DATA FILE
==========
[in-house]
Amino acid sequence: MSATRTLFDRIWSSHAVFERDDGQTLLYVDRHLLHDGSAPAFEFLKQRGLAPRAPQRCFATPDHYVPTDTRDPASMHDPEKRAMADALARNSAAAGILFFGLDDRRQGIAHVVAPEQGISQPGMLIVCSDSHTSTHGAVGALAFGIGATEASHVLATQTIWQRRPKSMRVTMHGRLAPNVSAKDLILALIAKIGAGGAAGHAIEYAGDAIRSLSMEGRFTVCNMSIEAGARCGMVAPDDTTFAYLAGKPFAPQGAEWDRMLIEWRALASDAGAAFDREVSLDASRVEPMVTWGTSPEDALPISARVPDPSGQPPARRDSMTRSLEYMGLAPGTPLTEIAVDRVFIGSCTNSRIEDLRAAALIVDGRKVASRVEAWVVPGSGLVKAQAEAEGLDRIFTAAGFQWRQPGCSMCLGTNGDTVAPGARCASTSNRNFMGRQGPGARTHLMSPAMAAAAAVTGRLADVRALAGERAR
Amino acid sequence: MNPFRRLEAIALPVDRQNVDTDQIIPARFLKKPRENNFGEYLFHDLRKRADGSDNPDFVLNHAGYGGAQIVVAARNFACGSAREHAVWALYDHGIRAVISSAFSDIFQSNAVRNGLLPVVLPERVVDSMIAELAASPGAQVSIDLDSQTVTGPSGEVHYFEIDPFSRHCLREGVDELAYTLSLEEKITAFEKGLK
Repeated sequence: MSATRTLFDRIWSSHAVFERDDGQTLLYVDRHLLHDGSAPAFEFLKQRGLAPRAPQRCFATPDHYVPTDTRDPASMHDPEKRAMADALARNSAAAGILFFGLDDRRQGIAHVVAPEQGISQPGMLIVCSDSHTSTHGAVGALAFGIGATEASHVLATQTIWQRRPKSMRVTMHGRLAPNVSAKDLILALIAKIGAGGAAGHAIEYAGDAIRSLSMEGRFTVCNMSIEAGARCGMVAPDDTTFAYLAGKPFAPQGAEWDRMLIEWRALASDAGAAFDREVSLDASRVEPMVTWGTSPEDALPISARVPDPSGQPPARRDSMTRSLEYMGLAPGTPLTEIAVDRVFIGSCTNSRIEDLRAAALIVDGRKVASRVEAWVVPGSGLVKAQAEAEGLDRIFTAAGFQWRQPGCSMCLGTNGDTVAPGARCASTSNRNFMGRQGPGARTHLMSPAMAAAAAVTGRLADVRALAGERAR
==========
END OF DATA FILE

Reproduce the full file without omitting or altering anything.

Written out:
[in-house]
Amino acid sequence: MSATRTLFDRIWSSHAVFERDDGQTLLYVDRHLLHDGSAPAFEFLKQRGLAPRAPQRCFATPDHYVPTDTRDPASMHDPEKRAMADALARNSAAAGILFFGLDDRRQGIAHVVAPEQGISQPGMLIVCSDSHTSTHGAVGALAFGIGATEASHVLATQTIWQRRPKSMRVTMHGRLAPNVSAKDLILALIAKIGAGGAAGHAIEYAGDAIRSLSMEGRFTVCNMSIEAGARCGMVAPDDTTFAYLAGKPFAPQGAEWDRMLIEWRALASDAGAAFDREVSLDASRVEPMVTWGTSPEDALPISARVPDPSGQPPARRDSMTRSLEYMGLAPGTPLTEIAVDRVFIGSCTNSRIEDLRAAALIVDGRKVASRVEAWVVPGSGLVKAQAEAEGLDRIFTAAGFQWRQPGCSMCLGTNGDTVAPGARCASTSNRNFMGRQGPGARTHLMSPAMAAAAAVTGRLADVRALAGERAR
Amino acid sequence: MNPFRRLEAIALPVDRQNVDTDQIIPARFLKKPRENNFGEYLFHDLRKRADGSDNPDFVLNHAGYGGAQIVVAARNFACGSAREHAVWALYDHGIRAVISSAFSDIFQSNAVRNGLLPVVLPERVVDSMIAELAASPGAQVSIDLDSQTVTGPSGEVHYFEIDPFSRHCLREGVDELAYTLSLEEKITAFEKGLK
Repeated sequence: MSATRTLFDRIWSSHAVFERDDGQTLLYVDRHLLHDGSAPAFEFLKQRGLAPRAPQRCFATPDHYVPTDTRDPASMHDPEKRAMADALARNSAAAGILFFGLDDRRQGIAHVVAPEQGISQPGMLIVCSDSHTSTHGAVGALAFGIGATEASHVLATQTIWQRRPKSMRVTMHGRLAPNVSAKDLILALIAKIGAGGAAGHAIEYAGDAIRSLSMEGRFTVCNMSIEAGARCGMVAPDDTTFAYLAGKPFAPQGAEWDRMLIEWRALASDAGAAFDREVSLDASRVEPMVTWGTSPEDALPISARVPDPSGQPPARRDSMTRSLEYMGLAPGTPLTEIAVDRVFIGSCTNSRIEDLRAAALIVDGRKVASRVEAWVVPGSGLVKAQAEAEGLDRIFTAAGFQWRQPGCSMCLGTNGDTVAPGARCASTSNRNFMGRQGPGARTHLMSPAMAAAAAVTGRLADVRALAGERAR